While the COVID-19 pandemic is far from over, as rising case numbers in various countries sadly illustrate, the recession it brought on to the U.S. economy officially is. And for quite some time, as the official chronicler of U.S. business cycles announced on Monday. According to an official statement from the Business Cycle Dating Committee of the National Bureau of Economic Research (NBER), the U.S. economy bottomed out in April 2020, just two months from its previous peak in February 2020.
According to the NBER’s conventions for chronicling economic cycles, a recession begins in the first month following a peak in economic activity and ends in the month of the subsequent trough. In this case, that means the COVID-19 recession only lasted for two months, making it the shortest on record.
While the protracted length of an economic contraction is usually one of three criteria for determining a recession – depth, diffusion and duration – the NBER states that “extreme conditions revealed by one criterion may partially offset weaker indications from another.” In this particular case, “the unprecedented magnitude of the decline in employment and production, and its broad reach across the entire economy, warrants the designation of this episode as a recession, even if it turns out to be briefer than earlier contractions,” as the committee rightly predicted in June 2020, when it announced the recession.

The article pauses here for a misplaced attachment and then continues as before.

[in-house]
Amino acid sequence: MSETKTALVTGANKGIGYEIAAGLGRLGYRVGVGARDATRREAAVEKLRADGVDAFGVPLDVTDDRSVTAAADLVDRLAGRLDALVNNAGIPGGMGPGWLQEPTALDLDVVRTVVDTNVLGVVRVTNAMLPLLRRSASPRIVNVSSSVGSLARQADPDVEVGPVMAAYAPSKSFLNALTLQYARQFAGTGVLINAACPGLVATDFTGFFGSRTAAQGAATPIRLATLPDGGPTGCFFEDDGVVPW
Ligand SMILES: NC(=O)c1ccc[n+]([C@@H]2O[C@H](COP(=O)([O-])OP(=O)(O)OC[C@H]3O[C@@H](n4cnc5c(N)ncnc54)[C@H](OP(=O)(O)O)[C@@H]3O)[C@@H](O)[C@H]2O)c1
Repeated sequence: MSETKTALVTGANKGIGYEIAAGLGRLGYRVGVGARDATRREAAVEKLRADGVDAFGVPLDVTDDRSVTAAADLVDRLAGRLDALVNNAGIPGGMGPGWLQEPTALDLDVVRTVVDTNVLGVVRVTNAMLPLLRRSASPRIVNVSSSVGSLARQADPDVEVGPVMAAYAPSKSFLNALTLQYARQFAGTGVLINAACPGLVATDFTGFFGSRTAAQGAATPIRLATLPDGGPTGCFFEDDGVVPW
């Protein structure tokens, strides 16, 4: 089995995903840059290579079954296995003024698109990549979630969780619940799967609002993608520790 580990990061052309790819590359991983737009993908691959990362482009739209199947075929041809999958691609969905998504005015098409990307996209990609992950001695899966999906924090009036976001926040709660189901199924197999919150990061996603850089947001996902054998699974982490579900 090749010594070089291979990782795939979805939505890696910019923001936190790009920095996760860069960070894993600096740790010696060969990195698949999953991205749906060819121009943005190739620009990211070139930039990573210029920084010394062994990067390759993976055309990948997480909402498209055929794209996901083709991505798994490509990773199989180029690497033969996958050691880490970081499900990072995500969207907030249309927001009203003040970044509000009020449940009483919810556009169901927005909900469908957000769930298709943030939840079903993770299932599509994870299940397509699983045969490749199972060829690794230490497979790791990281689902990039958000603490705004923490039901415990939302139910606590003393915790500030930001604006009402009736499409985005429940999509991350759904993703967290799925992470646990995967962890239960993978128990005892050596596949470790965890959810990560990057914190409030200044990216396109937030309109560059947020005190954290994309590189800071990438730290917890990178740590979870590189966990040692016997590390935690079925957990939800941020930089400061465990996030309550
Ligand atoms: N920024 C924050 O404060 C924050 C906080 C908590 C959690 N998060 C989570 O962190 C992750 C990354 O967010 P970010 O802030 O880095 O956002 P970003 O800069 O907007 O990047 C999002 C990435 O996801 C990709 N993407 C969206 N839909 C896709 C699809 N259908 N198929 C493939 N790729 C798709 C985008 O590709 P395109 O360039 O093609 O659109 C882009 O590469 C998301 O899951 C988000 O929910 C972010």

Identifying the date of a trough/peak in economic activity is a complex task carried out by the Business Cycle Dating Committee, a panel of 10 renowned economic researchers, that involves weighing the behavior of various indicators (e.g. real GDP and total payroll employment) to pinpoint turning points in economic activity as accurately as possible. As the NBER notes, the end of a recession should not be mistaken for a return to pre-recession economic activity. “Economic activity is typically below normal in the early stages of an expansion, and it sometimes remains so well into the expansion.”